Underwater Homeowners Should Have Received More Help Sooner

The complaint that the federal government hasn’t done enough to curb foreclosures has been a common refrain here in Florida and across the country. alone.jpg

But now, our Miami foreclosure lawyers understand that the fact that President Barack Obama’s administration didn’t take drastic action to force banks and mortgage servicers to work with homeowners at the start of this crisis is weighing on his chances for re-election.

To be fair, he undoubtedly inherited the worst economic downturn in our nation’s history since the Great Depression. He was committed to pouring a great deal of money into a number of efforts to put the financial system back on solid footing.

However, simply pouring money at a matter was never going to solve anything when the banks were refusing to work with underwater homeowners. A recent New York Times article points out that Obama had rejected a number of proposals to bailout individuals who were in danger of losing their homes. Instead, he enacted a program that was essentially a limited aid program. The hope was that once the economy began to rebound, the issue would take care of itself.

Mr. Obama also touted the benefits of helping only responsible homeowners – those who were trying to stay current on their mortgage. But when even those homeowners applied for loan modifications, the banks often wouldn’t help them because they hadn’t fallen behind.

The problem was that the administration didn’t simultaneously push for legislation that would force mortgage companies to help borrowers. Additionally, any financial incentives it did offer weren’t enough to prompt the companies to do much of anything. It must be said that mortgage companies are inherently designed to do one of two things: either collect payment, or foreclose. Barring any legislation that would provide sanctions if they did not try to help homeowners, there was no motivation for them to do anything but the status quo.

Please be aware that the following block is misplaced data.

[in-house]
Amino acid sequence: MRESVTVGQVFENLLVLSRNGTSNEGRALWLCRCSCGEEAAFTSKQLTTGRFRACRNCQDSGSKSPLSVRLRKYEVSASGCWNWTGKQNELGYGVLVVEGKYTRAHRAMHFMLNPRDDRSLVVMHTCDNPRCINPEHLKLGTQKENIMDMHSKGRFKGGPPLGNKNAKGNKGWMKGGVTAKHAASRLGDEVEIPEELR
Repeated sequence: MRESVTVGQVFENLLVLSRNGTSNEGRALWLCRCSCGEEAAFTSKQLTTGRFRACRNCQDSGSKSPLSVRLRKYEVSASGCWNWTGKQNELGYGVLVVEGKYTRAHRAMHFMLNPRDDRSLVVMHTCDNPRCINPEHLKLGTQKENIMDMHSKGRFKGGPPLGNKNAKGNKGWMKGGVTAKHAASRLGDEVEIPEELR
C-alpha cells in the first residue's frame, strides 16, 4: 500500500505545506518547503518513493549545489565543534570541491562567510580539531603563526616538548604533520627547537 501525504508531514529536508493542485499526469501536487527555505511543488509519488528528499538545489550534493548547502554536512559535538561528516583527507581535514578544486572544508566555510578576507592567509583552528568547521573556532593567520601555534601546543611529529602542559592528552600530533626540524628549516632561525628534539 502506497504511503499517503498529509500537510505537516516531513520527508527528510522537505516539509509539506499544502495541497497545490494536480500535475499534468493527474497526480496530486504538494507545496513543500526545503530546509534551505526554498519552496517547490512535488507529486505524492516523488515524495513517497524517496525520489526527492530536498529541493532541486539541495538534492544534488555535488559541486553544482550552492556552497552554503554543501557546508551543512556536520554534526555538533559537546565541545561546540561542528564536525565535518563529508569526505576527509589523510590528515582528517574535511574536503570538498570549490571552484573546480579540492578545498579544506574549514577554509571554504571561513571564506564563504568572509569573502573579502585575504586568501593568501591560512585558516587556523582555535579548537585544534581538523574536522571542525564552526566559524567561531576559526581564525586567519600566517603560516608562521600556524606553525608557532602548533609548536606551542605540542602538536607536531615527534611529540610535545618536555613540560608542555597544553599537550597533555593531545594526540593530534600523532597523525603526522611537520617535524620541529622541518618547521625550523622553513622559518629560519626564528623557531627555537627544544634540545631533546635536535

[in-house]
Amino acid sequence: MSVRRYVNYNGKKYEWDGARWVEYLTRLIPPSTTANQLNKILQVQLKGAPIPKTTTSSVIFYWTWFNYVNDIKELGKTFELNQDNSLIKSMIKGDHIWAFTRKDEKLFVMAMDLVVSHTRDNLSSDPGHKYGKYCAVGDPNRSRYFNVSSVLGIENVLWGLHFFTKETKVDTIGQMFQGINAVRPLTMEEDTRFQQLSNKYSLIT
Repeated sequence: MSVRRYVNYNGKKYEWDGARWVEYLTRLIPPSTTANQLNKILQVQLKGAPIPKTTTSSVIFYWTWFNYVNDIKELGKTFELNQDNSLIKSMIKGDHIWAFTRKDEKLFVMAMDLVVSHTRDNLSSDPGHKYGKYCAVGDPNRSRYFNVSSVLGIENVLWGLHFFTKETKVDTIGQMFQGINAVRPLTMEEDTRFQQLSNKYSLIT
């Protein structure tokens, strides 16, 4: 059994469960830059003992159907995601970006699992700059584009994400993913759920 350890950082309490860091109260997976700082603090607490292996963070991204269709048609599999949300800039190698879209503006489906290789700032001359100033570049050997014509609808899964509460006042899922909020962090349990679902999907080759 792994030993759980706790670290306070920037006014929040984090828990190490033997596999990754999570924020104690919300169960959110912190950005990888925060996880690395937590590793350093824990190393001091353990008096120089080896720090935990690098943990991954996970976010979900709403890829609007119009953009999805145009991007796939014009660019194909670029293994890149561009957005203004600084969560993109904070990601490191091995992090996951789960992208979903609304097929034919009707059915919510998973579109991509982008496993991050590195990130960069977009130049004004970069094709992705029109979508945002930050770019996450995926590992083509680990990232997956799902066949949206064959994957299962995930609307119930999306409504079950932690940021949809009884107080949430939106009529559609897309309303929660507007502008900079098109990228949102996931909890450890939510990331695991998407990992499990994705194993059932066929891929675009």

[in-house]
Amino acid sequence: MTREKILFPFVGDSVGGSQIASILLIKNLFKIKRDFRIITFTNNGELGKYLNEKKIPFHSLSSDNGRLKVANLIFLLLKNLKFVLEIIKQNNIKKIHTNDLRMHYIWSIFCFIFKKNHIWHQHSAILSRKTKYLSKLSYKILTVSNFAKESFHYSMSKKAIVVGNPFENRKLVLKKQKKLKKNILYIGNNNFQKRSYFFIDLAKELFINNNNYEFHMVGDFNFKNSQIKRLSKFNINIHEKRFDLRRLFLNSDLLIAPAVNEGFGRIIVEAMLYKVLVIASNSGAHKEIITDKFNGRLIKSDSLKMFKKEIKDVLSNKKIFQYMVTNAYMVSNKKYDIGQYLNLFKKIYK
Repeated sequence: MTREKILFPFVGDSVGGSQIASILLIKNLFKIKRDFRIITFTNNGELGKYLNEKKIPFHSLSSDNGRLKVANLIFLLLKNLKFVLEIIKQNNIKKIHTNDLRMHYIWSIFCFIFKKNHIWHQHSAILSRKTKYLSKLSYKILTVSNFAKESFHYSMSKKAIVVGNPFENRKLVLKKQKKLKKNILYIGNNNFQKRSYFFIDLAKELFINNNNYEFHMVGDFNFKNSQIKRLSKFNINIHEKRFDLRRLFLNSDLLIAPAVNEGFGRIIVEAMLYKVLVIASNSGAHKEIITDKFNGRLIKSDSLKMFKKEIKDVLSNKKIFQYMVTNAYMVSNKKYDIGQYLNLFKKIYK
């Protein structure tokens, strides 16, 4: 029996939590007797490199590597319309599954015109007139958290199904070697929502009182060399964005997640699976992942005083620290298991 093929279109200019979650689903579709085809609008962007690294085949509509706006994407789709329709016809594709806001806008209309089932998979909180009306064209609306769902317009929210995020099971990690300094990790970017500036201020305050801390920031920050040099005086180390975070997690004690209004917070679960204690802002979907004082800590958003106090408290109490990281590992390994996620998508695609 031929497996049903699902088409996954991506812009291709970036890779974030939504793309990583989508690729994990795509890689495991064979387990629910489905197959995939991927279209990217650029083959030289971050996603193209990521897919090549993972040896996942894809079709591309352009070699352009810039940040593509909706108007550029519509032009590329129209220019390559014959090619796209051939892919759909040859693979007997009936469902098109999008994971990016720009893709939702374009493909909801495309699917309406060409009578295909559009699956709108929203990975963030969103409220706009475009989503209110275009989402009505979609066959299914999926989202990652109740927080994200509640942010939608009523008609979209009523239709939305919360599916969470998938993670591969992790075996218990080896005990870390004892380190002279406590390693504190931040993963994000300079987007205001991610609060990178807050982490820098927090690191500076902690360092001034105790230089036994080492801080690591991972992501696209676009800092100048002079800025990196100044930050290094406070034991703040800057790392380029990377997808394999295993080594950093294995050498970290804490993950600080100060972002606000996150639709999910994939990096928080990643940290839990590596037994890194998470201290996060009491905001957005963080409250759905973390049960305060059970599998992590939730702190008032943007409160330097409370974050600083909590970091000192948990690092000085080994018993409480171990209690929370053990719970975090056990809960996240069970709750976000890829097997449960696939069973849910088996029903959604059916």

As a result, the administration has essentially failed in its efforts to make much of a dent at all in the housing crisis. Back in 2008, at a speech in Arizona, Obama said that the government was prepared to help facilitate the loan modifications of around 3 million to 4 million homeowners. However, while nearly 4.5 million have applied for help, only about a million were granted the government-sponsored modifications. Nearly a third ended up being turned away and either lost their homes or had to file for bankruptcy.

It wasn’t until last summer that Obama and his team began to enact more aggressive measures to help homeowners. Now, there are a greater number of options for people facing foreclosure, and with the recent $25 billion bank settlement agreement, there are more incentives for banks to work with struggling homeowners. But it begs the question: How many more homes could have been saved if the administration had pushed to enact these measures sooner?

Even as some within the administration lament that more wasn’t done sooner, some say they did what they thought was best under the circumstances.

Obviously, it wasn’t enough.

If you’re battling foreclosure in Miami or the surrounding areas contact Jacobs Keeley for a confidential appointment to discuss your rights. Call (305) 358-7991.

Additional Resources:
Cautious Moves on Foreclosures Haunting Obama, By BINYAMIN APPELBAUM, The New York Times

More Blog Entries:
Report: Bank Foreclosure Sanctions Curbed by Politics, Aug. 10, 2012, Miami Foreclosure Lawyer Blog